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Monthly Investment trust savings cost
Saltyrob
Posted: 10 November 2012 17:21:28(UTC)
#1

Joined: 10/11/2012(UTC)
Posts: 5

Hi,

I am encouraging my son to start thinking about pensions/long term saving and am thinking along the lines of a monthly investment trust savings plan held in an ISA wrapper.At present he could only afford fifty pounds a month,not much but its a start, but the costs would appear to be pretty steep for such small amounts. Can you offer any ideas on how a savings plan could be held in an ISA wrapper with low costs.

Many thanks,

Rob
Narendra Dhariwal
Posted: 10 November 2012 20:58:35(UTC)
#2

Joined: 29/03/2010(UTC)
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Try monthly investment through Alliance Trust Savings monthly option in an ISA or SIPP OR investment plan.Costs £1.50(one pound fifty pence).Choose whichever trust you fancy.Cheap enough for me.
P L
Posted: 11 November 2012 13:01:46(UTC)
#4

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If you decide on an Investment trust then I would suggest you also look at the cost of going direct to the manager rather than use a broker and invest using their own investment plan. Often this works out cheaper.
AA
Posted: 12 November 2012 12:21:37(UTC)
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Narendra Dhariwal;16811 wrote:
Try monthly investment through Alliance Trust Savings monthly option in an ISA or SIPP OR investment plan.Costs £1.50(one pound fifty pence).Choose whichever trust you fancy.Cheap enough for me.



Do not use Alliance Trust Savings as they now have an annual charge of £50+VAT so you effectively waste one month's savings. I have argued/appealed with them to waive this charge for junior ISAs they have flatly refused.
9 users thanked AA for this post.
TeaJay on 12/11/2012(UTC), Phil D on 12/11/2012(UTC), Guest on 12/11/2012(UTC), Guest on 12/11/2012(UTC), stormdog on 12/11/2012(UTC), Andrew McDonald on 12/11/2012(UTC), TJLamb on 13/11/2012(UTC), GCH. on 13/11/2012(UTC), Ken Adams on 13/11/2012(UTC)
TeaJay
Posted: 12 November 2012 12:57:09(UTC)
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I had been considering moving my ISA to Alliance [ATS] as I hold shares in the Alliance Investment Trust, for which there has, until recently, been no 'holding' charge. Sadly, together with other developments over the last few years since the 'old guard' disappeared and charges under the 'new guard' keep increasing without a concomitant increase in performance, this has proved the last straw. I am in the process of re-registering with a different provider while watching what changes the dreaded 'RDR' brings about.

So, yes, not Alliance for a small investor.
2 users thanked TeaJay for this post.
Guest on 12/11/2012(UTC), stormdog on 12/11/2012(UTC)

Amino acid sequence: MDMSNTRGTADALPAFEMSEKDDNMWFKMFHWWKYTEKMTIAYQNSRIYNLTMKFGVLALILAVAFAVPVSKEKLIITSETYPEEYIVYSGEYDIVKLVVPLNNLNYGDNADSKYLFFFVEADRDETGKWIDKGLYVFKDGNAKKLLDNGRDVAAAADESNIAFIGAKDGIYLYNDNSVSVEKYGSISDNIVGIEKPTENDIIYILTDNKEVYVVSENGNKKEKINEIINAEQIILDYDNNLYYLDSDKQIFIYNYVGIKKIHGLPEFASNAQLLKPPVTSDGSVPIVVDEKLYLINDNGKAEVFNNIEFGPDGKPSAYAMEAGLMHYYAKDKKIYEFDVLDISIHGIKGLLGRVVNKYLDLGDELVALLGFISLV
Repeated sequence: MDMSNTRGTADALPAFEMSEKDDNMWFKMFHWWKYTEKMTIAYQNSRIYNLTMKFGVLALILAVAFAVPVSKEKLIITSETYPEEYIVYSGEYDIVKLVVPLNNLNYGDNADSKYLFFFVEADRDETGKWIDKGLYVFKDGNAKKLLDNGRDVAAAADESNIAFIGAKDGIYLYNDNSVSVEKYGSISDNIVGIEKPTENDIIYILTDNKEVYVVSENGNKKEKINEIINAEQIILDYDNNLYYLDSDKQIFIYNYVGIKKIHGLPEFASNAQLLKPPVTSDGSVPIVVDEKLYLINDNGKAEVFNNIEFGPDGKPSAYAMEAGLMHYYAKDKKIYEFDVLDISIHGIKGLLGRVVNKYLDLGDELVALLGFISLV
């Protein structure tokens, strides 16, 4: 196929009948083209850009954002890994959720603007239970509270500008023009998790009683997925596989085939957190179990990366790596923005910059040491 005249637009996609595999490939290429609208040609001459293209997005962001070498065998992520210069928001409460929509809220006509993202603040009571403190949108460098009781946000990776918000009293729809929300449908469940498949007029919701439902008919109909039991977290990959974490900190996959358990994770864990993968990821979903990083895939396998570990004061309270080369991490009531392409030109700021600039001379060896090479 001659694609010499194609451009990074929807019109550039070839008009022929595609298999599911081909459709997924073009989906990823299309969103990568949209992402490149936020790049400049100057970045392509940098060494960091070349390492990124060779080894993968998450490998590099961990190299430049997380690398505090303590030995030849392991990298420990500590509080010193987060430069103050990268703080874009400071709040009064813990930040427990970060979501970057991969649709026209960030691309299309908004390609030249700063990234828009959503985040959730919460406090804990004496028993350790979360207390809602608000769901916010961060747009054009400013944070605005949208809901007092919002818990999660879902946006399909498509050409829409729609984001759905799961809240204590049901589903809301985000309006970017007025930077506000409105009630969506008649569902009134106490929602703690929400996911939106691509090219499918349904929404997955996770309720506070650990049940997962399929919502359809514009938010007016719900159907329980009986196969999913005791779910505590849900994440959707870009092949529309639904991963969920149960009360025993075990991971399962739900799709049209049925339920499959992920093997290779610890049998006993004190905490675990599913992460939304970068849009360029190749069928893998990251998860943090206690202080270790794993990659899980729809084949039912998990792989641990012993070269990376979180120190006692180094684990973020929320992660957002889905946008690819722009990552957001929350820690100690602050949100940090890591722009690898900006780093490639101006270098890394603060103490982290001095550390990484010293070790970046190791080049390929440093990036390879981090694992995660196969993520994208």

Norman
Posted: 12 November 2012 13:25:09(UTC)
#6

Joined: 26/10/2009(UTC)
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Me too!


I used to have a SIPP and an ISA with Alliance Trust for many years. In fact I opened my 1st PEP with them in the 1980s.

Since then they have gone downhill from their solid conservative position.

Initially via the purchase of commercial property at the top of the market and then its sale at the bottom and more recently with seemingly new higher charges introduced each year!

Last year I transferred my SIPP to Sippdeal and I have now taken advantage of Sippdeal's current offer, of rebating up to £500 charges, and transferred my ISA to them too.

Great Pity, bring back Gavin Sugget!

N



3 users thanked Norman for this post.
Guest on 12/11/2012(UTC), stormdog on 12/11/2012(UTC), TeaJay on 13/11/2012(UTC)
Brian Sinfield
Posted: 12 November 2012 14:08:55(UTC)
#7

Joined: 19/12/2011(UTC)
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Hi,
If you in it for the long term then look at going directly to Fundsmith run by Terry Smith of Tullett Prebon (FNDSM). They use Buffett methodology and invest their own money in it. Minimal commission, no performance bonus, do not churn their investments and invest in the top 25 companies in the world. Invest long only for the long term. Will do ISAs, not sure about Junior ISAs.

regards
Brian
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TeaJay on 13/11/2012(UTC)
Johnny Boy
Posted: 12 November 2012 17:52:06(UTC)
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I sympathise with smaller investors looking at the Alliance Trust Savings ISA or dealing accounts. They certainly used to be superb value, although even in Gavin Sugget's day the performance of the then two Alliance trusts was mediocre although safe. I have complained about the new high charges for chidren's accounts and had to move my grandson's account to Baille Gifford, but nobody listens and the Directors' salaries just keep on rising!
3 users thanked Johnny Boy for this post.
Guest on 12/11/2012(UTC), stormdog on 12/11/2012(UTC), TeaJay on 13/11/2012(UTC)
New Investor
Posted: 12 November 2012 18:07:08(UTC)
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I have used TD Waterhouse for my ISA and if there is £5,100+ there is no annual fees & a fair £12.50 per trade. Easy to move money around and a really easy platform to use. Not used it for a junior ISA on a monthly investment plan but, I would recommend them.

I also tried to use Alliance Savings Trust which in my opinion was a con, recruited people stating a zero fee. Then 1 month after joining sent me a change of terms and started charging. May just be my poor timing but feel its very under hand to advertise heavily just before you cancel the offer.